Columns > Published on January 4th, 2013

10 Questions with Ed Sikov... by Ed Sikov

The Boys’ and Girls’ Little Book of Alcohol, Ed Sikov’s first work of fiction, has just been published by Vook. It’s a novella with annotated cocktail recipes, and its central character is a former film studies professor named Ed, who writes a syndicated column about cocktails. LitReactor thought it might be fun to have our intrepid columnist Ed Sikov interview Ed. Unfortunately, most of what Ed had to say was unusable; here’s what we managed to salvage.

What was the first story you ever wrote, and what happened to it?

I think it may be in one of the boxes I packed up and moved to New York from Pittsburgh when my mother died in 2009; I’m not sure, because there are a few boxes of family stuff I’ve been unable to face going through. I know she saved it. I wrote it when I was about six. It's a scary one-page page-turner called “Hazel Witch.” (Get it?)

When you sold your first piece of writing, how did you celebrate?

I had sold a few pieces of nonfiction early on, but not for very much. Around 1984 I earned what I thought was a lot of money for something I wrote for AT&T Magazine. I picked up the check at the AT&T Building, hailed a cab as though my name was suddenly Rockefeller, and sped to Zabar’s (a great foodie emporium on the Upper West Side) and bought my first Cuisinart.

If you’ve got loans you can’t pay back and you’re living off Miracle Whip and generic Cheerios, you’re better off taking a break from writing, making some money and getting out of hock...

Tell us about your process: Pen, paper, word processor, human blood when the moon is full... how do you write?

There’s no process at all. It’s a job and always has been. I mean, you don’t really want to hear about the crying and all that fucked up stuff, do you?

What's the biggest mistake you've made as a writer?

Not thinking it through enough at the beginning - going into it more or less blind. At a certain point in my 30s, my friends from college were lawyers making scads of money, and I started wondering if I had been – and remained - delusional.

What's your perfect soundtrack for a session of writing, and why?

You’re kidding, aren’t you? I can’t write with a distracting soundtrack competing for attention. I listen to Fountains of Wayne a lot, but never when I’m working. It’s hard enough to concentrate. Then again, I was so deep into writing one day in 2001 that I failed to notice that the World Trade Center had been reduced to a cloud of smoke and ash outside my window.

Which fictional character would you most like to have a drink with, and why?

The easy answer is Tyler Durden, especially if he’s played by Brad Pitt. Why? Because maybe I could get him toasted and he’d have sex with me. But that’s screwed up, because we all know who Tyler really ends up being, and if the narrator is my stand-in, I can – and do - have him every day. A better answer is Stephen Dedalus, because meeting him on the page when I was young ended up changing my life more than any character before or since, and I’d like to thank him for opening my eyes.

Where do you buy your books?

I used to buy a lot more of them than I do now. I have Parkinson’s disease, and it’s put a real crimp in my ability to think clearly all day long. So I don’t read nearly as much as I used to. Once I get done writing for the day, I find it hard to deal with more words. When I do buy books, I buy them in now-standard places and ways: online and at large chains, or at the Strand, the amazing mold-filled used bookstore in my neighborhood in New York City.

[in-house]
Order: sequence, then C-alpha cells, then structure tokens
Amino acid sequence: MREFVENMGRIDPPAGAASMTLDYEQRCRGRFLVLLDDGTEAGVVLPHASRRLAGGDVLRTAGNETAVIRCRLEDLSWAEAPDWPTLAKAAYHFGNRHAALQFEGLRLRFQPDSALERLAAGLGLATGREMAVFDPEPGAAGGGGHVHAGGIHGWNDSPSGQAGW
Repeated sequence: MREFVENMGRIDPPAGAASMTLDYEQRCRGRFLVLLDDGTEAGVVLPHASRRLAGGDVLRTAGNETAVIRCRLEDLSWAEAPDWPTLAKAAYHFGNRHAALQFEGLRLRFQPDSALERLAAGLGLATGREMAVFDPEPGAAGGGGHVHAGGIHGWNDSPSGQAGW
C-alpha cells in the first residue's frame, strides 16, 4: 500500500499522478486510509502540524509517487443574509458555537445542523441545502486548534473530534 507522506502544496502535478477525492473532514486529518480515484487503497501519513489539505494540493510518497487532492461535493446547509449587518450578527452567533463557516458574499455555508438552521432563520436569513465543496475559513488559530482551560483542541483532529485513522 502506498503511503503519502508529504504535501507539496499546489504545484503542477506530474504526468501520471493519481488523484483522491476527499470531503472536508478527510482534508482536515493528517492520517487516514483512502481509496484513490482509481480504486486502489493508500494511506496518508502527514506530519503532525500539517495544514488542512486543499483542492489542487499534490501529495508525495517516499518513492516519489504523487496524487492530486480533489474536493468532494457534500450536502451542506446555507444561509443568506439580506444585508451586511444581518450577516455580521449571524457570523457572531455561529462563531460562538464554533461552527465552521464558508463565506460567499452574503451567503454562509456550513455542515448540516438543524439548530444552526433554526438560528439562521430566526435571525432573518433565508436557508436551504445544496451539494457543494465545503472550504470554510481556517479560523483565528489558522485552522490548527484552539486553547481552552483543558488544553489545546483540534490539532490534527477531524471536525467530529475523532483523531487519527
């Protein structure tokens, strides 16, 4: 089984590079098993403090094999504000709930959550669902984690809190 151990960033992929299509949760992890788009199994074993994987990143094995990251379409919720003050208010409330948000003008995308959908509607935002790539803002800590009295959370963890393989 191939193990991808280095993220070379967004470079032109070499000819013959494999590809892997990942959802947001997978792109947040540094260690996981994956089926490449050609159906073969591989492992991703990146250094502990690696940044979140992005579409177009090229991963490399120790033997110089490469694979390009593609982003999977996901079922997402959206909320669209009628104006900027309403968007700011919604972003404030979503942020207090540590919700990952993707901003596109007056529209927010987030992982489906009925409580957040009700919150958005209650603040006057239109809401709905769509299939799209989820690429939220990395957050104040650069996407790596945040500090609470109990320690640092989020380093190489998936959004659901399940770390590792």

How do you handle a bad review of your work?

Miserably. So many years ago I stopped reading reviews, good as well as bad. But I’m usually made aware of reviews anyway by “friends” who don’t believe that I’m really better off not knowing, and it’s always excruciating. Now that literally everyone’s a critic, you can’t even go to your book’s amazon page because Joe or Louise Shmoe from East Jesus is there to tell you and the rest of the world that you’re a lousy writer, you’re boring, you’re stupid, and they carry just as much weight as the New York Fucking Times.

What's the worst advice you hear authors give writers?

“Just keep writing.” That’s all very nice if you’re well financed or at least not in debt. But if you’ve got loans you can’t pay back and you’re living off Miracle Whip and generic Cheerios, you’re better off taking a break from writing, making some money and getting out of hock, and rethinking the whole writing thing when your mind isn’t clouded by starvation and threats from the repo boys.

Many LitReactor readers know you only from your nasty comments and snarky columns. Why are you so goddamn hostile?

It’s just who I am. I’ve made a successful career out of it, so why should I change? Back in the ‘80s, I was the media columnist for a GLBT bi-weekly in New York, and I regularly ripped viciously into other writers and politicians. Liz Smith went berserk over something I wrote about her once; I have her four-page scribbled response (in red felt tip!) framed on my shelf. My therapist at the time believed he could “help” me be less angry. It didn’t work, which made me madder. Finally I told him to go fuck himself, kept my rage alive, and now I couldn’t be happier. That said, the one category of humans who are exempt from my anger is my students – as long as they do their work. I care about them very, very deeply. Some of my closest friends are former students. Like my husband, they know the real Ed – the one with a heart.

About the author

Ed Sikov is the author of 7 books about films and filmmakers, including On Sunset Boulevard:; The Life and Times of Billy Wilder; Mr. Strangelove: A Biography of Peter Sellers; and Dark Victory: The Life of Bette Davis.

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